Armed with its war chest, Fairshake PAC has been choosing races selectively to root out politicians who’ve been critical of the industry and prop up new allies to take their place, on both sides of the aisle.

Its first victim was progressive Rep. Katie Porter (D-CA), who was recently knocked out of the California primary for an open Senate seat vacated by the late Dianne Feinstein. Porter is a close ally of Elizabeth Warren, the main thorn in the industry’s side, and received an “F” rating from the group Stand With Crypto for voting against their preferred legislation in a Financial Services Committee markup.

Her opponent Adam Schiff, now California’s likely next senator, received an “A” rating after putting out a pro-crypto message on his campaign website, saying that he supported “comprehensive regulatory frameworks” for cryptocurrency and blockchain companies to make sure that “the United States remains the global leader in these important new technologies.”

Fairshake was the largest outside spender in the race, pumping $10 million into negative social media and television ads hitting Porter. Notably, the ads never directly attacked Porter’s record on crypto, but instead called her a hypocrite and a fake for allegedly taking corporate money. (The claims were suspect; the “Big Pharma” donation Porter allegedly received was a $500 contribution affiliated with a company that has one FDA-approved drug, and has been bought out by a rival.)

As Kelleher points out, the fact that crypto PACs don’t mention crypto is revealing.

“It’s a de facto admission that they know the American public is skeptical if not hostile to the bogus claims of crypto and know about the lawsuits,” said Kelleher.

It’s debatable whether crypto can claim its ads swung the primary in such a large state like California. Perhaps more crucially, Schiff’s campaign employed an unusual strategy to prop up the Republican Steve Garvey.

Porter, however, called out Fairshake’s outsized involvement in the race after her loss. Her controversial “rigged” comment was a reference to the “shadowy billionaires” behind crypto front groups.

Fairshake and its affiliated super PACs are also intervening in the two most contentious frontline races that will determine which party controls the Senate. They’re opposing Democrats Sherrod Brown in Ohio and Jon Tester in Montana, both senior members of the Senate Banking Committee (Brown is the chair) who have been critical of the industry. Brown also sits on the Agriculture Committee, which has oversight authority over the Commodity Futures Trading Commission, the agency that crypto executives want to lead oversight efforts, instead of the SEC. Brown has blocked legislation that would put the CFTC in the driver’s seat for regulating the industry.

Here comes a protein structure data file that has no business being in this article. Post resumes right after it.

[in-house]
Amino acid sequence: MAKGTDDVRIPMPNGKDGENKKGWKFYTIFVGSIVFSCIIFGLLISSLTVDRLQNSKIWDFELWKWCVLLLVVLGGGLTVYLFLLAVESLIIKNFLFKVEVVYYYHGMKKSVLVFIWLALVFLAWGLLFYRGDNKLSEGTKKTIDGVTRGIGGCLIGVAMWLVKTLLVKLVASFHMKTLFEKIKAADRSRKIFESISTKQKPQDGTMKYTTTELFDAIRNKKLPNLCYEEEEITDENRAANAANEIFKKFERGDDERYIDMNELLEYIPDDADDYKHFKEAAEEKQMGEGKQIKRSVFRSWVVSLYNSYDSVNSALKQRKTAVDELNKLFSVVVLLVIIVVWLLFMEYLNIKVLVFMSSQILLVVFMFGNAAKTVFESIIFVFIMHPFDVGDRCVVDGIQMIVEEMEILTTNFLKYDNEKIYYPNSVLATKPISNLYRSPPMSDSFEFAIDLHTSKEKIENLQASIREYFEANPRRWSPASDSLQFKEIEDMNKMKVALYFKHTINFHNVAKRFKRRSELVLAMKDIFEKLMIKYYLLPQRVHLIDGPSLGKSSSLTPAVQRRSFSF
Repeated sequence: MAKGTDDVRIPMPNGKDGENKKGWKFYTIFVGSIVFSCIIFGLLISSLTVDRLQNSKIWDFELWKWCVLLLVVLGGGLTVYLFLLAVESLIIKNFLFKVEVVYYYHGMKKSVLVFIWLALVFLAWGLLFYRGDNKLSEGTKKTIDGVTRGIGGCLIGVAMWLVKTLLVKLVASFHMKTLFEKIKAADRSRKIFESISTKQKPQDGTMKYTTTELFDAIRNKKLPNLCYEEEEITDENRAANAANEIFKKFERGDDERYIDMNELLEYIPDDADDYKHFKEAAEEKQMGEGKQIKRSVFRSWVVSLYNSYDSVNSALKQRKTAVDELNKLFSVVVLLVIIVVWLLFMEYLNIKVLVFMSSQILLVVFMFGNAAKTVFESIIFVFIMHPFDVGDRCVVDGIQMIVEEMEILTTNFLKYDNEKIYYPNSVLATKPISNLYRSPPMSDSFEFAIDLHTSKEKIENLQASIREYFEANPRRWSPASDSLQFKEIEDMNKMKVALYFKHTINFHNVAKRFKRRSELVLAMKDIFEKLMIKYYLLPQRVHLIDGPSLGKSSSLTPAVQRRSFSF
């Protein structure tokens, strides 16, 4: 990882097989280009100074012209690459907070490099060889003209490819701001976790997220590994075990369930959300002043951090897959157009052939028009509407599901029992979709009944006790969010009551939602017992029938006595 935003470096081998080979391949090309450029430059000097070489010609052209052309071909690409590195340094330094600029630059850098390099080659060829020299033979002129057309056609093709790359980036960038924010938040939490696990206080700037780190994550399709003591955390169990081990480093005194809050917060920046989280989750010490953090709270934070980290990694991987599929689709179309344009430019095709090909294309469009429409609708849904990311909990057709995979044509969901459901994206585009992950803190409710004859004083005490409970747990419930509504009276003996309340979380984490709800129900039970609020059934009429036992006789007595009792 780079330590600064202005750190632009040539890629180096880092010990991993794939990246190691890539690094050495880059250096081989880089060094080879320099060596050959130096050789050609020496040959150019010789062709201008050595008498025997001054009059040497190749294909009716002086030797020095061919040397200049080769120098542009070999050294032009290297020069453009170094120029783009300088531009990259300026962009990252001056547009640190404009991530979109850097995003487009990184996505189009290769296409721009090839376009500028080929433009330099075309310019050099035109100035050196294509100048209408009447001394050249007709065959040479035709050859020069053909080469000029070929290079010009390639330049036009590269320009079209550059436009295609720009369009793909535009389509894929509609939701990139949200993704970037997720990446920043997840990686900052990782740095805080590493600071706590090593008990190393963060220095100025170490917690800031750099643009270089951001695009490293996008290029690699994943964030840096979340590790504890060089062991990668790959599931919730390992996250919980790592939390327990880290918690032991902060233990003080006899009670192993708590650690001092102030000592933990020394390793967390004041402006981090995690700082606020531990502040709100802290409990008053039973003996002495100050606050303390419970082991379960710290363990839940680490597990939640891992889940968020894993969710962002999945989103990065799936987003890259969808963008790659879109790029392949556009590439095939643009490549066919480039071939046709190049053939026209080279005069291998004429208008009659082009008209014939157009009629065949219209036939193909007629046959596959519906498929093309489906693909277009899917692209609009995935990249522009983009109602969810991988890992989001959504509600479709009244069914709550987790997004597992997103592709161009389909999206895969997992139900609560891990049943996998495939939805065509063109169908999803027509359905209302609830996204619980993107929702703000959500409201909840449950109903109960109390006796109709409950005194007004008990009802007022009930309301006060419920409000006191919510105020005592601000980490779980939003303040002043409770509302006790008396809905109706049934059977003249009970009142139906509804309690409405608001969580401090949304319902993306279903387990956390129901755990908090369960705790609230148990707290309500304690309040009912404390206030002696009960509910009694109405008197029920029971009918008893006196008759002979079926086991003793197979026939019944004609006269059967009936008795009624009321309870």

The crypto influence operation this election cycle, in other words, appears motivated to flip the Senate to Republican control, while winning over more influence in the House.

REPUBLICANS GENERALLY HAVE BEEN more favorable to looser regulations on crypto, so the task for these PACs is to gain more of a foothold in the Democratic Party. Fairshake’s top donors—Ripple, Andreessen Horowitz, and Coinbase—have made over $1 million in contributions to the House Majority PAC, a campaign spending arm controlled by House Minority Leader Rep. Hakeem Jeffries (D-NY). Coinbase also added $500,000 to both the Republican Senate Leadership Fund and the Democratic Senate Majority PAC, according to campaign finance analyst Open Secrets.

Two races in particular are emblematic of crypto PACs choosing friendly Democrats to support in crowded open-seat fields.

In the new plurality-Black Second Congressional District in Alabama, which is heading to a Democratic primary runoff, Shomari Figures is getting a boost over his opponent thanks to $1.7 million in campaign spending from Protect Progress.

And in Texas’s 32nd District, Julie Johnson recently won the contested Democratic primary to replace Colin Allred, who is running for U.S. Senate. Johnson benefited from crypto funding as well.

As with Schiff, both Figures and Johnson put an entire section on their campaign pages dedicated to supporting crypto, as a clear signal to super PACs to court the industry’s financial support. Voters seem to care substantially less; crypto has never been listed as a top 20 priority in issue surveys.

In certain races, crypto groups haven’t had to spend any money at all to sway politicians’ behavior. Fairshake has said it still plans to hop into the Senate races in Michigan and Maryland but hasn’t yet picked its sides. That looming threat is already shaping the candidates’ positions.

In Maryland’s Democratic primary, both Democrats, Rep. David Trone and Prince George’s County Executive Angela Alsobrooks, have signaled their openness to crypto, despite previously not taking strong stances. Trone signed on to a letter last year with crypto critic Elizabeth Warren calling for stronger enforcement, but more recently has been echoing industry talking points. Trone has said that he believes in legal certainty for crypto companies so that the U.S. does not “fall behind in the global race for technological advancement and economic competitiveness.”

Alsobrooks, for her part, has also sung the praises of blockchain technology, underscoring that it “can help all Americans, including traditionally underserved communities, have a first chance to build generational wealth for their families.”

As recent litigation has shown, poor communities have also been the most exposed to crypto’s wallet-siphoning practices.